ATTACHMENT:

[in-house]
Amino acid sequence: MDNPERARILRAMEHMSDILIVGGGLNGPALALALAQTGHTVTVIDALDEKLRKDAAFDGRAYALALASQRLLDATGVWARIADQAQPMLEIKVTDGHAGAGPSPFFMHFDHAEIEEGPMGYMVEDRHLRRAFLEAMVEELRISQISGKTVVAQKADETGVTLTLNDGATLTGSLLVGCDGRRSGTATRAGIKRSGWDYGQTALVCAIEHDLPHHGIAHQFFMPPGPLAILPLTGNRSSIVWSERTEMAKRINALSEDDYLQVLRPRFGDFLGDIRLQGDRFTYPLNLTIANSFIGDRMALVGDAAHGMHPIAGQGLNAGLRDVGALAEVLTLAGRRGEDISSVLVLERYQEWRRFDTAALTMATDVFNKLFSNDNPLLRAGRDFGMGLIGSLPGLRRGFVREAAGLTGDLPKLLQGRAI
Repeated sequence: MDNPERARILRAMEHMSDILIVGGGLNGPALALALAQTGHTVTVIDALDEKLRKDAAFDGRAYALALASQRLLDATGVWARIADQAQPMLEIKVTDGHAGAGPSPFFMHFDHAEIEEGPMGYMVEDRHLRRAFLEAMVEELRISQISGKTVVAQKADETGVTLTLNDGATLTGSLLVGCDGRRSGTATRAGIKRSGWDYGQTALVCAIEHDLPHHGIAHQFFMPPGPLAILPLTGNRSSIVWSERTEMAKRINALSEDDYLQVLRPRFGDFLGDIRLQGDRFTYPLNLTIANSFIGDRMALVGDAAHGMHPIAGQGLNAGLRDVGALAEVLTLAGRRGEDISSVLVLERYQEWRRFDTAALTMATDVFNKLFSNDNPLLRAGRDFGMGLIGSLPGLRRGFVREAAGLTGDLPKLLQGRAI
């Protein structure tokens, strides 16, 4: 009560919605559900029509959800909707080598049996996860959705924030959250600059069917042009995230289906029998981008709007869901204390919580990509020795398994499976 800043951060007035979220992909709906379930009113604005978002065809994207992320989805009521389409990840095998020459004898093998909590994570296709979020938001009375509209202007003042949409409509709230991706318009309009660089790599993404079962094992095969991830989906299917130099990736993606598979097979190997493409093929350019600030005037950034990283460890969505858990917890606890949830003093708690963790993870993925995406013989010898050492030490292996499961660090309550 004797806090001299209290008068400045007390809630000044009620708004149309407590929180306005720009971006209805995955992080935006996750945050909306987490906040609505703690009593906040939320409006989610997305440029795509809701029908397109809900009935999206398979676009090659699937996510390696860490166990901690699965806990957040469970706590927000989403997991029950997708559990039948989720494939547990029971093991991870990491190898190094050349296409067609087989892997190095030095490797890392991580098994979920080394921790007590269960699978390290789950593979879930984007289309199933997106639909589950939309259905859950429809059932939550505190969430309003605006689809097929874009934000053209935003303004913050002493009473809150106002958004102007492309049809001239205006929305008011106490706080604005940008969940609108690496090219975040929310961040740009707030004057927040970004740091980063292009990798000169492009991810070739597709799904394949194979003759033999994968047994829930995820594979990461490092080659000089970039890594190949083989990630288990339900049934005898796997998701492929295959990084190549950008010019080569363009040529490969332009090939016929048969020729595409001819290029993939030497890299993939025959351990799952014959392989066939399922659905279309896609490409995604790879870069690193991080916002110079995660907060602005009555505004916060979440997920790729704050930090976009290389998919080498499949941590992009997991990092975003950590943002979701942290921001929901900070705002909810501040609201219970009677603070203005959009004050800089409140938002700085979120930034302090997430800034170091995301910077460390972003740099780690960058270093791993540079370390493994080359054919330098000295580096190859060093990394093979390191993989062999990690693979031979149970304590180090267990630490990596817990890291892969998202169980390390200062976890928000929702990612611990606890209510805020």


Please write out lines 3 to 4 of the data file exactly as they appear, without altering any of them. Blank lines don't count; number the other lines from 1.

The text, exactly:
Repeated sequence: MDNPERARILRAMEHMSDILIVGGGLNGPALALALAQTGHTVTVIDALDEKLRKDAAFDGRAYALALASQRLLDATGVWARIADQAQPMLEIKVTDGHAGAGPSPFFMHFDHAEIEEGPMGYMVEDRHLRRAFLEAMVEELRISQISGKTVVAQKADETGVTLTLNDGATLTGSLLVGCDGRRSGTATRAGIKRSGWDYGQTALVCAIEHDLPHHGIAHQFFMPPGPLAILPLTGNRSSIVWSERTEMAKRINALSEDDYLQVLRPRFGDFLGDIRLQGDRFTYPLNLTIANSFIGDRMALVGDAAHGMHPIAGQGLNAGLRDVGALAEVLTLAGRRGEDISSVLVLERYQEWRRFDTAALTMATDVFNKLFSNDNPLLRAGRDFGMGLIGSLPGLRRGFVREAAGLTGDLPKLLQGRAI
């Protein structure tokens, strides 16, 4: 009560919605559900029509959800909707080598049996996860959705924030959250600059069917042009995230289906029998981008709007869901204390919580990509020795398994499976 800043951060007035979220992909709906379930009113604005978002065809994207992320989805009521389409990840095998020459004898093998909590994570296709979020938001009375509209202007003042949409409509709230991706318009309009660089790599993404079962094992095969991830989906299917130099990736993606598979097979190997493409093929350019600030005037950034990283460890969505858990917890606890949830003093708690963790993870993925995406013989010898050492030490292996499961660090309550 004797806090001299209290008068400045007390809630000044009620708004149309407590929180306005720009971006209805995955992080935006996750945050909306987490906040609505703690009593906040939320409006989610997305440029795509809701029908397109809900009935999206398979676009090659699937996510390696860490166990901690699965806990957040469970706590927000989403997991029950997708559990039948989720494939547990029971093991991870990491190898190094050349296409067609087989892997190095030095490797890392991580098994979920080394921790007590269960699978390290789950593979879930984007289309199933997106639909589950939309259905859950429809059932939550505190969430309003605006689809097929874009934000053209935003303004913050002493009473809150106002958004102007492309049809001239205006929305008011106490706080604005940008969940609108690496090219975040929310961040740009707030004057927040970004740091980063292009990798000169492009991810070739597709799904394949194979003759033999994968047994829930995820594979990461490092080659000089970039890594190949083989990630288990339900049934005898796997998701492929295959990084190549950008010019080569363009040529490969332009090939016929048969020729595409001819290029993939030497890299993939025959351990799952014959392989066939399922659905279309896609490409995604790879870069690193991080916002110079995660907060602005009555505004916060979440997920790729704050930090976009290389998919080498499949941590992009997991990092975003950590943002979701942290921001929901900070705002909810501040609201219970009677603070203005959009004050800089409140938002700085979120930034302090997430800034170091995301910077460390972003740099780690960058270093791993540079370390493994080359054919330098000295580096190859060093990394093979390191993989062999990690693979031979149970304590180090267990630490990596817990890291892969998202169980390390200062976890928000929702990612611990606890209510805020």